Brazil's Lula da Silva and Argentina's Nestor Kirchner called on their Venezuelan counterpart Hugo Chavez to avoid decisions that could "debilitate" democratic institutions in Venezuela reported the Brazilian press this Sunday.
According to the prestigious daily O Estado de S. Paulo, the issue was addressed during a private meeting between the South American leaders last January 18 in Rio do Janeiro in the framework of the 32nd Mercosur summit.
"Lula told Chavez of the need to avoid measures that could debilitate democratic institutions in Venezuela", reports the São Paulo newspaper.
Chavez arrived in the Mercosur summit after having been inaugurated for a second six year mandate and having announced the nationalization of what he describes as "crucial" sectors of the economy, energy and telecommunications.
During the meeting in the Copacabana Palace Hotel between Lula and Chavez, Argentina's Kirchner also participated and, reports the Brazilian press, "the Argentine president was far more direct and vehement than Lula" because allegedly "Kirchner questioned the nationalizations' policy".
Chavez has announced the nationalization of the Venezuela's main telecommunications corporation CANTV, electricity utilities and the non renewal of the television concession to the private channel RCTV which his administration accuses of having promoted the aborted April 2002 coup.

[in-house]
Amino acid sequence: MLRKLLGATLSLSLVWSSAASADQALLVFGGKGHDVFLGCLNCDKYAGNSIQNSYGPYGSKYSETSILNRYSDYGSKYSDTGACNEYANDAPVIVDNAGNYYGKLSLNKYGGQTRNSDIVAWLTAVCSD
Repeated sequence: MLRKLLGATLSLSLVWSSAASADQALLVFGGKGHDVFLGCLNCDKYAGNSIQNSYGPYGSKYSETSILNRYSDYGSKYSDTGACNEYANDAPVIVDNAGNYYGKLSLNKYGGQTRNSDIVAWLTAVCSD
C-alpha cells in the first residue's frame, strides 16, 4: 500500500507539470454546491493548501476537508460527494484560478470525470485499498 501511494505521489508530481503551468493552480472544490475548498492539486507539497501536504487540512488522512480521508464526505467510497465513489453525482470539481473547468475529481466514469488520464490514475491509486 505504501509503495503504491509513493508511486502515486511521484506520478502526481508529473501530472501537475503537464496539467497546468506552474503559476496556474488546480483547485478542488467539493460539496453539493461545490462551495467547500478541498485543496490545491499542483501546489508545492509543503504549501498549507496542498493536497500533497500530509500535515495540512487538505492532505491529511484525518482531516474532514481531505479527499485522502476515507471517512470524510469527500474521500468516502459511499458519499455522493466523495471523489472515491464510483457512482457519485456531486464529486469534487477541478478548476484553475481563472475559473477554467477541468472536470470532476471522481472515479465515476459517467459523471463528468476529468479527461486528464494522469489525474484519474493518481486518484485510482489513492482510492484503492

Chavez has also requested special powers, for a limited period of time, from Congress to rule by decree and rapidly implement his "socialist model", which also includes eliminating the Central Bank's autonomy and investing "idle funds".
Meantime in Caracas President Chavez spent most of his Sunday program "Aló Presidente" to dissipate fears about his announced "Socialism Century XXI" and promised to respect private property.
In his colloquial message Chavez said "No good fellow; don't let yourself be scared…we've begun to build our Socialism where you have a role to play, you private businessman, you small farmer have to fully participate in this cause."
Chavez also made it a point to distance himself from the "Cuban model Socialism", which he described as a "moral, ideological and political reference", but each country "has its own historic process and time opportunity".
Venezuelan press has revealed that the Chavez administration is also intent in nationalizing the country's main airport in the capital Caracas, and a baseball team.
"Don't let anybody spread fears…we can only be scared of capitalism, which destroys society," underlined the Venezuelan president.